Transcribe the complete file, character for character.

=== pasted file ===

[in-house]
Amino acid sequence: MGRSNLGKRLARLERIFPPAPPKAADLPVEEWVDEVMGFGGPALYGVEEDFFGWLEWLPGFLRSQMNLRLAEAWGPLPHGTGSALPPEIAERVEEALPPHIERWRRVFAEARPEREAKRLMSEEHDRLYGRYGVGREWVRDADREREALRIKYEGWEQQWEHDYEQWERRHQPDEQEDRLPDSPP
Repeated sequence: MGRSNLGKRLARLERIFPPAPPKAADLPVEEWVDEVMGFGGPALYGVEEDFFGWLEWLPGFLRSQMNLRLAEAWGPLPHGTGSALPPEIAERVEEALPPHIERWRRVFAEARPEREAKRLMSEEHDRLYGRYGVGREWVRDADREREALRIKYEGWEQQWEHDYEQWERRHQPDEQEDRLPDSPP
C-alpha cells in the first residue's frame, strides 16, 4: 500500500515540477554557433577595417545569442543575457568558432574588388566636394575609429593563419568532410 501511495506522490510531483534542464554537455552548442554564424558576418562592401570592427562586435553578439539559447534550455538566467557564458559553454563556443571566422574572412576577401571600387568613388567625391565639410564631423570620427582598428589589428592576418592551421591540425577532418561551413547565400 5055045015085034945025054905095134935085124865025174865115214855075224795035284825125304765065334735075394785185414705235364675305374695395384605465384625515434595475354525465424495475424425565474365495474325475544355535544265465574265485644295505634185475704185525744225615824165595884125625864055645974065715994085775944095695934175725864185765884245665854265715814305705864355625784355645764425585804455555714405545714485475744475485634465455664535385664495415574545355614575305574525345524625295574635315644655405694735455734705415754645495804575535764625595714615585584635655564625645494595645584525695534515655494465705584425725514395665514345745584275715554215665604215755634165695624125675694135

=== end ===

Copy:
[in-house]
Amino acid sequence: MGRSNLGKRLARLERIFPPAPPKAADLPVEEWVDEVMGFGGPALYGVEEDFFGWLEWLPGFLRSQMNLRLAEAWGPLPHGTGSALPPEIAERVEEALPPHIERWRRVFAEARPEREAKRLMSEEHDRLYGRYGVGREWVRDADREREALRIKYEGWEQQWEHDYEQWERRHQPDEQEDRLPDSPP
Repeated sequence: MGRSNLGKRLARLERIFPPAPPKAADLPVEEWVDEVMGFGGPALYGVEEDFFGWLEWLPGFLRSQMNLRLAEAWGPLPHGTGSALPPEIAERVEEALPPHIERWRRVFAEARPEREAKRLMSEEHDRLYGRYGVGREWVRDADREREALRIKYEGWEQQWEHDYEQWERRHQPDEQEDRLPDSPP
C-alpha cells in the first residue's frame, strides 16, 4: 500500500515540477554557433577595417545569442543575457568558432574588388566636394575609429593563419568532410 501511495506522490510531483534542464554537455552548442554564424558576418562592401570592427562586435553578439539559447534550455538566467557564458559553454563556443571566422574572412576577401571600387568613388567625391565639410564631423570620427582598428589589428592576418592551421591540425577532418561551413547565400 5055045015085034945025054905095134935085124865025174865115214855075224795035284825125304765065334735075394785185414705235364675305374695395384605465384625515434595475354525465424495475424425565474365495474325475544355535544265465574265485644295505634185475704185525744225615824165595884125625864055645974065715994085775944095695934175725864185765884245665854265715814305705864355625784355645764425585804455555714405545714485475744475485634465455664535385664495415574545355614575305574525345524625295574635315644655405694735455734705415754645495804575535764625595714615585584635655564625645494595645584525695534515655494465705584425725514395665514345745584275715554215665604215755634165695624125675694135